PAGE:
likely understated, since they do not include costs for sites that are early in
the cleanup process or for sites where a responsible party is currently funding
remedial construction but may be unable to do so in the future. Also,
according to EPA officials, EPA's actual costs are often higher than its
estimates because contamination is often greater than expected.
EPA allocates funds separately for preconstruction activities-such as
remedial investigation and remedial design-and remedial actions. EPA
headquarters allocates funds for preconstruction activities to the regions for
them to distribute among sites. For remedial actions, headquarters works in
consultation with the regions to allocate funds to sites. EPA officials told GAO
that EPA prioritized sites to receive the $582 million in American Recovery
and Reinvestment Act funds in a manner similar to the way EPA prioritizes
sites for remedial actions. Limited funding has delayed preconstruction
activities and remedial actions at some sites, according to EPA officials.
EPA regional officials estimated that from 101 to 125 sites-about 20 to 25
sites per year-will be added to the NPL over the next 5 years, which is higher
than the average of about 16 sites per year listed for fiscal years 2005 to 2009.
Most of the 10 states' officials GAO interviewed also expect an increase in the
number of sites listed from their states. However, neither EPA regional
officials nor state officials were able to provide cost estimates for cleaning up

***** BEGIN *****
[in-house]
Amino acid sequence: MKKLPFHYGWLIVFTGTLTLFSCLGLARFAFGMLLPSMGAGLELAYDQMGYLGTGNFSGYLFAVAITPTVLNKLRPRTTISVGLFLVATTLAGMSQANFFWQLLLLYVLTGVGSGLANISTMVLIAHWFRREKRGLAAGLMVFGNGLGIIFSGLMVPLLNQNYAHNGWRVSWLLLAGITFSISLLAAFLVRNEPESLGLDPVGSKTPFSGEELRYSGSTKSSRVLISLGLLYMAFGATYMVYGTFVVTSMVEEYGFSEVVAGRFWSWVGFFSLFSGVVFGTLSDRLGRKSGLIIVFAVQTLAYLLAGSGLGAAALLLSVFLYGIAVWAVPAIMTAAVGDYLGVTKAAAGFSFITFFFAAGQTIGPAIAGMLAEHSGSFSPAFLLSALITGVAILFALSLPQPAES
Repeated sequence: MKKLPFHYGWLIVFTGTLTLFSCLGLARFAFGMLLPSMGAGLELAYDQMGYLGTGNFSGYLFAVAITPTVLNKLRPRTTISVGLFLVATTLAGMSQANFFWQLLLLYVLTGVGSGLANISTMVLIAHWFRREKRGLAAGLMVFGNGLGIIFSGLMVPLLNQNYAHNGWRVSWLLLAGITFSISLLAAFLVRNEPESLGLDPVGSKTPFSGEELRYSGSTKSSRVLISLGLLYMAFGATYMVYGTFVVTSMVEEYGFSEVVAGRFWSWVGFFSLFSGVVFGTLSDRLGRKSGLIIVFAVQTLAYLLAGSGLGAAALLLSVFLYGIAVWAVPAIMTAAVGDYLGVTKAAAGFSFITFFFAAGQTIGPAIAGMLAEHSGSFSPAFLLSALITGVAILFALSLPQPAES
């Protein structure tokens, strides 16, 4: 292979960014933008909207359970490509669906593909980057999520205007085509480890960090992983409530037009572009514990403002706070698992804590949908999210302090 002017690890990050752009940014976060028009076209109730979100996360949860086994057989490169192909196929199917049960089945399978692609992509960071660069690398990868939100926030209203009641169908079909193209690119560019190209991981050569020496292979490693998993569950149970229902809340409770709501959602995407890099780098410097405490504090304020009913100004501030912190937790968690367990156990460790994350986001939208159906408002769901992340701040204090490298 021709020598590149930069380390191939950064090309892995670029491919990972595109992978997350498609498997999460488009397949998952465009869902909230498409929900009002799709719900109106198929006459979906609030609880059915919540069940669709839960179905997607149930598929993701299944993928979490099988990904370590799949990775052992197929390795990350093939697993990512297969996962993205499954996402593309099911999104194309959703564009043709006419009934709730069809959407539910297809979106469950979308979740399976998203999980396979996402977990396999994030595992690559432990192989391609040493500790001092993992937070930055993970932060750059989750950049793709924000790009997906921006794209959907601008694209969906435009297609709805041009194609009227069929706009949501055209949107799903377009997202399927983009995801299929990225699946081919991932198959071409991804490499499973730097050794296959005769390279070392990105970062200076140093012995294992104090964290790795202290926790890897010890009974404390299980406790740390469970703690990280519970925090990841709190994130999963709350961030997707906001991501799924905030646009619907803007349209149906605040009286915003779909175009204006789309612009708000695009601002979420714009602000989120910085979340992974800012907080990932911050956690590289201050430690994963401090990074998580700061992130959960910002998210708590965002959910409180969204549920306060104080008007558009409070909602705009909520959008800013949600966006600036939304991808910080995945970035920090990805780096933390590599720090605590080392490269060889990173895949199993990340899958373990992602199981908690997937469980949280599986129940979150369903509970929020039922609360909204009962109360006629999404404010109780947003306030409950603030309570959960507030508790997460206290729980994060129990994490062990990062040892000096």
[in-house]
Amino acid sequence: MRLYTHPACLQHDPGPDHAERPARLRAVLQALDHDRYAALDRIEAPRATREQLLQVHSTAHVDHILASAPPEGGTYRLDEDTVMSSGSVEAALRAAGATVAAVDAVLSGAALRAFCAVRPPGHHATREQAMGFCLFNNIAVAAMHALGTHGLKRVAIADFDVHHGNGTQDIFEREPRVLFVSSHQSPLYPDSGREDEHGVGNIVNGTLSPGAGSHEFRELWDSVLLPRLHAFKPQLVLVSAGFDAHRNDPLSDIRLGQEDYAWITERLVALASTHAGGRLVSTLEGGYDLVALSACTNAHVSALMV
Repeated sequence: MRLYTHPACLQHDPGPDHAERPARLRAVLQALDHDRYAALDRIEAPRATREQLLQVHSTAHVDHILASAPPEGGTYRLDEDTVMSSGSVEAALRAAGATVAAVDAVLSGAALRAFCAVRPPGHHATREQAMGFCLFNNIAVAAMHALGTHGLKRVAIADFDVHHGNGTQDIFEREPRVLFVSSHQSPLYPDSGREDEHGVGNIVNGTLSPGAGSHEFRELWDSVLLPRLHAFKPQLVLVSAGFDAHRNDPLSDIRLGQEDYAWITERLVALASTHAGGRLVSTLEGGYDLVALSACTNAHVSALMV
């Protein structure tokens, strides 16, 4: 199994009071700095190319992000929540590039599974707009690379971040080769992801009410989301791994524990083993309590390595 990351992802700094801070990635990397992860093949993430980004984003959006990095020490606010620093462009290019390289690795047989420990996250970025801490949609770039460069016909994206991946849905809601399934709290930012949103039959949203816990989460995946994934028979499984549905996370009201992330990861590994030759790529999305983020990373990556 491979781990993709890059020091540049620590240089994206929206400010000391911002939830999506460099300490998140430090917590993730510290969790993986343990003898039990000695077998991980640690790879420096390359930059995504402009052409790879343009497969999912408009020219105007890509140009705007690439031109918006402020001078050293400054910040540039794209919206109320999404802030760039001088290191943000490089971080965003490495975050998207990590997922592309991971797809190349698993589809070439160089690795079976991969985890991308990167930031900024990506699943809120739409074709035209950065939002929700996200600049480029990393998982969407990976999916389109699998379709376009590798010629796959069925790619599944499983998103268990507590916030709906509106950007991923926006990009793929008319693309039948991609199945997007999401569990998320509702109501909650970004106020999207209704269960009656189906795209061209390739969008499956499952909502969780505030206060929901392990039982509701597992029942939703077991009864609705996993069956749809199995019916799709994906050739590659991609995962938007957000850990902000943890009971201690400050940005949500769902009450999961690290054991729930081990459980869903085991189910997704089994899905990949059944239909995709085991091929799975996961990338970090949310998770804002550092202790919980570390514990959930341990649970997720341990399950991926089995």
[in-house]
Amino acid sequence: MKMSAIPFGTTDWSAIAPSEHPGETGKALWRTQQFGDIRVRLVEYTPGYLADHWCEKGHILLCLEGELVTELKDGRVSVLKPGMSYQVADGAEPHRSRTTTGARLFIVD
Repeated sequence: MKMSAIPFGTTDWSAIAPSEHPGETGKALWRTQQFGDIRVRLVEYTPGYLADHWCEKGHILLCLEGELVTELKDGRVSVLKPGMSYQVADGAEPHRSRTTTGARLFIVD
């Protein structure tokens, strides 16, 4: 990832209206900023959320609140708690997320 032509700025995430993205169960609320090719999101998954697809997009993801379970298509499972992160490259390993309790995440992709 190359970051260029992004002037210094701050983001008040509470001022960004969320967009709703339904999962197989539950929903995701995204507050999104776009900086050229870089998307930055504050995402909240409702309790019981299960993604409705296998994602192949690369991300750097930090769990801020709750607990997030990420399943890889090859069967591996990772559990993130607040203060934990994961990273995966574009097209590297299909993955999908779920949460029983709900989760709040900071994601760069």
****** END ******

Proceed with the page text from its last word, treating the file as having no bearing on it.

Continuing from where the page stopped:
many of the sites. In addition, the number of sites eligible for listing could
increase if EPA decides to assess the relative risk of vapor intrusion-
contaminated air that seeps into buildings from underground sources-a
pathway of concern among EPA regional officials and state officials
interviewed. Although sites with vapor intrusion can pose considerable
human health risks, EPA's Hazard Ranking System-the mechanism used to
identify sites that qualify for NPL listing-does not recognize these risks;
therefore, unless a site with vapor intrusion is listed on some other basis, EPA
cannot clean up the site through its remedial program.
United States Government Accountability Office
Here’s what’s next.
This report can be searched. Note: Results may vary based on the legibility of text within the document.
Tools / Downloads
Get a copy of this page or view the extracted text.
Citing and Sharing
Basic information for referencing this web page. We also provide extended guidance on usage rights, references, copying or embedding.
Reference the current page of this Report.
United States. Government Accountability Office. Superfund: EPA's Estimated Costs to Remediate Existing Sites Exceed Current Funding Levels, and More Sites Are Expected to Be Added to the National Priorities List, report, May 6, 2010; Washington D.C.. (digital.library.unt.edu/ark:/67531/metadc301176/m1/2/: accessed January 20, 2019), University of North Texas Libraries, Digital Library, digital.library.unt.edu; crediting UNT Libraries Government Documents Department.